At the end of July 2008, two cases of progressive multifocal leukoencephalopathy ( PML ) were reported in patients with multiple sclerosis receiving Natalizumab ( Tysabri ) in the European post-marketing setting.
PML is a subacute evolving CNS disease caused by reactivation of JC virus predominantly in immunocompromised patients. Progressive multifocal leukoencephalopathy usually leads to severe disability or death.
There have been a total of four cases of PML in multiple sclerosis patients receiving Tysabri. Two cases had been observed in patients receiving Tysabri in combination with Beta-interferon in pre-authorisation clinical trials. Combination therapy is contraindicated in the Summary of Product Characteristics (SmPC). One of these two cases was fatal.
The two cases, reported at the end of July 2008, have been observed post-marketing; Tysabri was given as monotherapy for approximately 17 and 14 months. In both cases the diagnosis was confirmed on the basis of a combination of clinical signs, symptoms, MRI scan and detection of JC viral DNA in the cerebrospinal fluid ( CSF ). Both patients have had plasma exchange to remove Tysabri from circulation and both are being actively followed up.
As of June 2008, approximately 31,800 patients with multiple sclerosis worldwide are being treated with Tysabri. Considering all patients treated with Tysabri, both in clinical trials and in the post-marketing setting, approximately 13,900 patients have received at least one year of therapy with Natalizumab and approximately 6,600 patients have been on therapy for 18 months or longer.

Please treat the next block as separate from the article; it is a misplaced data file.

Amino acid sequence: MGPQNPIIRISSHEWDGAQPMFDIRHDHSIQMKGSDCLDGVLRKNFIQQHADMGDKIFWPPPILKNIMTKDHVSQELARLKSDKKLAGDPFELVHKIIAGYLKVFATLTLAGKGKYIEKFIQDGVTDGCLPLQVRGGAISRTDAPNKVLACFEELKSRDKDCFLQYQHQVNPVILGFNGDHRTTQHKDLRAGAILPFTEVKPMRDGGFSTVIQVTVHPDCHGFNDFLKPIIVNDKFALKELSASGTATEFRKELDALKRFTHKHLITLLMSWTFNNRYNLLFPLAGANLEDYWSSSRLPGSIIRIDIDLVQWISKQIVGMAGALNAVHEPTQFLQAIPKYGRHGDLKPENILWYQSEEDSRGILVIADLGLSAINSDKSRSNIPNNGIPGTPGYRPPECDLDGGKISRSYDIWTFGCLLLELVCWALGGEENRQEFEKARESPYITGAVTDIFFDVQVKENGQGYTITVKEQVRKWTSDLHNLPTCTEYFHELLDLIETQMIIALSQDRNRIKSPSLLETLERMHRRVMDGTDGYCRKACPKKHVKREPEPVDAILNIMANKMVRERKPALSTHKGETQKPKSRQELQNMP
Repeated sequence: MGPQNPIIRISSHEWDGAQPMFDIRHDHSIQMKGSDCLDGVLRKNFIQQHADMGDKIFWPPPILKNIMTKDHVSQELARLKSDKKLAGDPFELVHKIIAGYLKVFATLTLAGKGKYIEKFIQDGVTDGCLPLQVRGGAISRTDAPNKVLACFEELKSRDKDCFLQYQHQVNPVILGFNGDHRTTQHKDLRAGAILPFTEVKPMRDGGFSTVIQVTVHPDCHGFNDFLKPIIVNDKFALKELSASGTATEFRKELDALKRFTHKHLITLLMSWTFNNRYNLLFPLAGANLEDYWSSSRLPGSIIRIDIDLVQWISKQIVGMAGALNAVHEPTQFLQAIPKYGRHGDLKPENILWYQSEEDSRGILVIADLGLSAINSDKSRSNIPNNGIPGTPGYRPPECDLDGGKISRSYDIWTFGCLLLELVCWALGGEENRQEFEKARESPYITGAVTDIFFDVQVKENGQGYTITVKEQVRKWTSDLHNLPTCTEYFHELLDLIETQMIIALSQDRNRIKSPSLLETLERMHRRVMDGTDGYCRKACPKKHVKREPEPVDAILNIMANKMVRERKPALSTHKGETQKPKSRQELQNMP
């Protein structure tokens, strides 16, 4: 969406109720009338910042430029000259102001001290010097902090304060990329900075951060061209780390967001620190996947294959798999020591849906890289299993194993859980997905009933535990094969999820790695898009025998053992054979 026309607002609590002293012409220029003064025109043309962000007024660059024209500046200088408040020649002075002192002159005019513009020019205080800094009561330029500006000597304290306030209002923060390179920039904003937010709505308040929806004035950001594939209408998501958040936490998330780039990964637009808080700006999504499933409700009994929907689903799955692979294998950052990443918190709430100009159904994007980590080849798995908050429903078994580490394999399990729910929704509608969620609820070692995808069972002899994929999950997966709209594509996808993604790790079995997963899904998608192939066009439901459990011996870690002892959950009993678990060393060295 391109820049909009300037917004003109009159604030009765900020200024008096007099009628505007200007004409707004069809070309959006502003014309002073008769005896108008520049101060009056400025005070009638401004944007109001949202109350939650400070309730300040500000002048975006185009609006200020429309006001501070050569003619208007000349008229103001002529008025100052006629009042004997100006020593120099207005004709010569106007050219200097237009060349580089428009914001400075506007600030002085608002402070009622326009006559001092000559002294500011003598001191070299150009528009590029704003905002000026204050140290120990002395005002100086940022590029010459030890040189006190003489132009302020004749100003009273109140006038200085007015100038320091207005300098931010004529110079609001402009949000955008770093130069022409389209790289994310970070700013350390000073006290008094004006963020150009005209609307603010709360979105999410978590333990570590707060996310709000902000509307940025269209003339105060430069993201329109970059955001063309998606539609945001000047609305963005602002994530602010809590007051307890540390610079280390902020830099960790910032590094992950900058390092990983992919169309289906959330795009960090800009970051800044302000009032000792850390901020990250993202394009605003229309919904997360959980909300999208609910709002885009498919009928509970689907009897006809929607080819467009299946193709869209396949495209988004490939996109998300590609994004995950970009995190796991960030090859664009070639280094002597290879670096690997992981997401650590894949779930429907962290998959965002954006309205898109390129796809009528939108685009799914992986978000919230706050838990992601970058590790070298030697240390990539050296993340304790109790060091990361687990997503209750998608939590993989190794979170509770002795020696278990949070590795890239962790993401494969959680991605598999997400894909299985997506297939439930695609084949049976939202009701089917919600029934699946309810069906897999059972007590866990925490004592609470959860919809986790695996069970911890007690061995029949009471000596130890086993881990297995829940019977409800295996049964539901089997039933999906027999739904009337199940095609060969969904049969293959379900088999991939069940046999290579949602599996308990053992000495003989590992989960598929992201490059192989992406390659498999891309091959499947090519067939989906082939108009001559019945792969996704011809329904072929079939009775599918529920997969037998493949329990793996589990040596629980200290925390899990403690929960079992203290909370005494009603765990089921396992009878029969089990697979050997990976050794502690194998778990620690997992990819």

The absolute risk of PML in patients treated with Tysabri cannot be precisely estimated.
Tysabri must be permanently discontinued, if a patient develops progressive multifocal leukoencephalopathy.
Before initiation of treatment with Tysabri, a recent MRI should be available. During treatment, patients must be monitored at regular intervals for any new or worsening neurological symptoms or signs that may be suggestive of PML. If new neurological symptoms occur, further dosing is to be suspended until PML has been excluded.
The physicians should evaluate the patient to determine if the symptoms are indicative of neurological dysfunction, and if so, whether these symptoms are typical of multiple sclerosis or possibly suggestive of PML. If they are suggestive of PML, or if any doubt exists, treatment with Tysabri should be discontinued and further evaluation, that may include MRI scan, lumbar puncture to test for JC Viral DNA in CSF and repeat neurological assessments, should be conducted. Once the clinician has excluded PML, dosing of Tysabri can resume.
Tysabri is contraindicated in patients with increased risk for opportunistic infections, including immunocompromised patients ( including those currently receiving immunosuppressive therapies or those immunocompromised by prior therapies, e.g. Mitoxantrone or Cyclophosphamide ).
Source: Medicines and Healthcare product Regulatory Agency MHRA, 2008